Her petition has been signed by more than 650 people so far, including many fellow nurses. “The current process does not protect either the public or the profession and is damaging to both,” states her petition, which is based on the website www.change.org.
“We are constantly struggling to retain experienced nurses in the profession and should be ensuring these nurses with irreplaceable experience are not thrown away,” it adds.
Since launching the petition, Ms Watters said she had been inundated with messages from other nurses who said they had endured similar experiences.
She said the support she had received showed she was not the only nurse to have been sanctioned harshly, or been unnecessarily lost to the profession through FtP processes.
Together with some of the nurses that contacted her, she is forming a campaign group to call for the FtP system to be changed and “made fairer”. It is expected to meet for the first time early next year.
One of the key issues highlighted in her petition is a lack of consistency in the way FtP cases are handled. The judge who heard her appeal called for the NMC to look again at the Indicative Sanctions Guidance that panels use to decide what sanctions to impose.
This echoed a previous call from another judge Mr Justice Kerr. He criticised the guidance for lumping thieves, criminals and fraudsters together with someone who may have committed a much more minor infraction, such a breaking a contract, and concluded it needed to be more “nuanced”.
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Ms Watters, who is now back on the register and has a job lined up with an employer that has supported her throughout the NMC investigation, hearing and appeal, said the new campaign group would be calling for the guidance to be structured better, less vague and “open to interpretation”.
She also said they would like to see further checks and balances before the decision to strike someone from the register and more nurses serving on panels who could relate to the experience of nurses in practice and the impact of removing them from the profession.
“If you are going to get to something as severe as striking someone off, there needs to be another check and balance in there, because you are talking about destroying someone’s livelihood and their life really,” she said.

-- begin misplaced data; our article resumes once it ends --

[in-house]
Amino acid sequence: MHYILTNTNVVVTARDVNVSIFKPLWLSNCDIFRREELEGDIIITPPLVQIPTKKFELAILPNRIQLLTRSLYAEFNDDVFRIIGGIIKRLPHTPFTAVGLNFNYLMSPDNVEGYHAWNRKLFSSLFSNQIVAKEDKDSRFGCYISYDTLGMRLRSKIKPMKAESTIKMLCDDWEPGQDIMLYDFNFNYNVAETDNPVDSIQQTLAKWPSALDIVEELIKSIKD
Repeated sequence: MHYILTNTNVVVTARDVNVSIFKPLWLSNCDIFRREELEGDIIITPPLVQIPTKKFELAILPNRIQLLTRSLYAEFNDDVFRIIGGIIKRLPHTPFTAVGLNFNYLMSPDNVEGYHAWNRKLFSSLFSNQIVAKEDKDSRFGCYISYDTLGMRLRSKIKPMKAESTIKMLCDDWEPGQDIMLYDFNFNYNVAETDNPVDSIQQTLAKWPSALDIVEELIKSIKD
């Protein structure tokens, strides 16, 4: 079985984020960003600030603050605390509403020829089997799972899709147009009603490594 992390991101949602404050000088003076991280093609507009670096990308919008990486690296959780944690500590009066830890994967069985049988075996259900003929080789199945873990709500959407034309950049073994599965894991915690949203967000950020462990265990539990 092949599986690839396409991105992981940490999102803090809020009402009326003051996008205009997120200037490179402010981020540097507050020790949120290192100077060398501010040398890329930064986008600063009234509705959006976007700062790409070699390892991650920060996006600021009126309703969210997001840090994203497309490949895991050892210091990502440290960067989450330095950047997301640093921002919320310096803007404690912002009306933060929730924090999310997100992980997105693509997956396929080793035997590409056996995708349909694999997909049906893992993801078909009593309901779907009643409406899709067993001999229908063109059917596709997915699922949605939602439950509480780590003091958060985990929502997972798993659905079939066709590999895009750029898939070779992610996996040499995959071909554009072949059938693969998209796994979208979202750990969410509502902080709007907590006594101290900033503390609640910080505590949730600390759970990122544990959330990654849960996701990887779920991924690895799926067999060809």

“Yes, there are nurses out there who should not be on the register, but there’s a lot more out there who are no longer on the register and could have been helped to maintain their registration,” she said. “At the end of the day, what is our profession about? It is about caring and we should be caring for our professional colleagues as well – and the NMC needs to lead in that.
“Our whole profession is about openness, honesty, duty of candour, but actually the processes in a hearing don’t promote you telling the truth almost – it is almost encouraging people to say what they need to say to get through it,” she added.
“Our current processes are too adversarial and do not give us the flexibility we need”
The NMC told Nursing Times that it had listened to the comments of the judge in Ms Watters’ case and had already fed this into new guidance.
“In the case of Ms Watters, the judge agreed with the independent panel’s findings of fact and that the fitness to practise of Ms Watters was impaired,” said a spokesman for the regulator.
“The judge decided that the striking off order imposed by the panel was excessive and replaced it with a two-month suspension order,” he said. “It is important to recognise that openness and honesty are key to patient safety, and dishonesty and cover up are things that we have to take extremely seriously.
“In coming to his conclusion, the judge made some extremely helpful comments about our guidance,” he said. “We’ve taken these comments on board and they have been reflected in our new guidance in this area.”
The spokesman stressed that the NMC was keen to update its FtP processes, but this would require further changes to the law to be agreed by government.
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“Recent changes to our legislation has gone some way to help modernise our fitness to practise arrangements, but we are clear that these changes fall far short of what’s required,” he said.
“Our current processes are too adversarial and do not give us the flexibility we need to react to changes in the external environment,” he said.
“That’s why the government must deliver real reform in this area. In the meantime, we will continue to explore ways in which we can improve our processes within our restrictive legislative framework,” he added.